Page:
By NANETTE LoBIONDO GALLOWAY
Atlantic County’s plans for a countywide municipal court system to save taxpayers an average of 30-40% in annual court costs recently received another boost with the New Jersey Assembly Judiciary Committee’s unanimous support of required legislation and the decision by the NJ Superior Court to continue remote court proceedings for the foreseeable future.
Atlantic County Executive Dennis Levinson said in a release that this news would put to rest any lingering concerns of municipal officials who feared that without state legislative approval, the countywide municipal court system would not be in place by January 2022.
“Senate President Steve Sweeney has been an enthusiastic supporter from the beginning and kept his word by introducing the legislation needed to create regional consolidated court systems,” Levinson said. “We anticipate having the full approval of the state Legislature in the next few weeks.”
Another concern raised by some of the municipal police chiefs was the added time and expense of travel to Mays Landing where the county’s historic court house is located. The county offered the use of the facility for the centralized, consolidated court.
“Officers have to travel to Mays Landing now for criminal court cases and to Atlantic City for civil cases so I don’t see that as an issue,” Levinson explained. “And with the recent court notice that all but the most serious cases will continue to be handled remotely, those concerns are negligible.”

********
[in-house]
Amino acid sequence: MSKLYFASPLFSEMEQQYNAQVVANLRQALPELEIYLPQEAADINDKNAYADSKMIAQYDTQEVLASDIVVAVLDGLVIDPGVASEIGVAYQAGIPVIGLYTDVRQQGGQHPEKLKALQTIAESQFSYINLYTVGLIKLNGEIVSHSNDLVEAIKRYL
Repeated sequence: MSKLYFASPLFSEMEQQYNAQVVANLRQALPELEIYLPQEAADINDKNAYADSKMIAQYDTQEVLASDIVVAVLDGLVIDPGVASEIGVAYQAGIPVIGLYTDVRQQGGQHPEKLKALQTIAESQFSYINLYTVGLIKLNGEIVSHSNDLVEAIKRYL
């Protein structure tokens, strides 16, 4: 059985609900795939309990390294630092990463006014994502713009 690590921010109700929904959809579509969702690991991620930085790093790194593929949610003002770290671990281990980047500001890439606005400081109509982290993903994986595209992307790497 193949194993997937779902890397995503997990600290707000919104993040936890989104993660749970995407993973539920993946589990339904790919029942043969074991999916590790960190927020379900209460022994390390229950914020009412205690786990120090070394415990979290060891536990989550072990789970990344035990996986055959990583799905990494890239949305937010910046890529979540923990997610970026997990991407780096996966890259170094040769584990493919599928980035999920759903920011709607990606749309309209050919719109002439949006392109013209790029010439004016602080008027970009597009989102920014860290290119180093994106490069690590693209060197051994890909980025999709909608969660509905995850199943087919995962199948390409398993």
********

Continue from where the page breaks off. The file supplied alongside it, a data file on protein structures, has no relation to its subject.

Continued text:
County officials acknowledge that a bigger concern for some municipal officials is the loss of control and home rule. Although towns would no longer have the ability to appoint their own prosecutor and judge, they would gain substantial cost savings.
Levinson pointed to a financial comparison based on a pre-pandemic, three-year average of municipal court costs that were supplied by the towns. The more towns that participate in a countywide system, the greater the savings.
“The facts speak for themselves.”
Based on just 11 of 23 towns participating, the maximum savings with a consolidated court system would be more than 73% a year. The annual cumulative savings would be nearly $1.4 million.
“It’s hard to argue with these facts and figures, but again, the choice is theirs. We are merely offering the opportunity to reduce duplication and realize cost savings,” he said.
The NJ Department of Community Affairs awarded Atlantic County a $150,000 Local Efficiency Achievement Program Challenge Grant to investigate the feasibility of a countywide municipal court system.
Each interested town must pass a resolution authorizing its participation in the countywide municipal court beginning January 2022.
In the Downbeach area, Ventnor has passed a resolution to join the system with a projected savings of 53%.
“It’s a no brainer for all municipalities,” Ventnor Mayor Beth Holtzman said. “There will be a cost savings for local taxpayers, and having one court would offer consistency in dealing with residents.”
Longport and Margate recently passed ordinances to share their municipal courts at a cost savings and hold court sessions at Margate’s Historic City Hall on Washington and Ventnor avenues.
Commissioner of Public Safety John Amodeo called the agreement a “win-win” and a “perfect fit” for the two towns.
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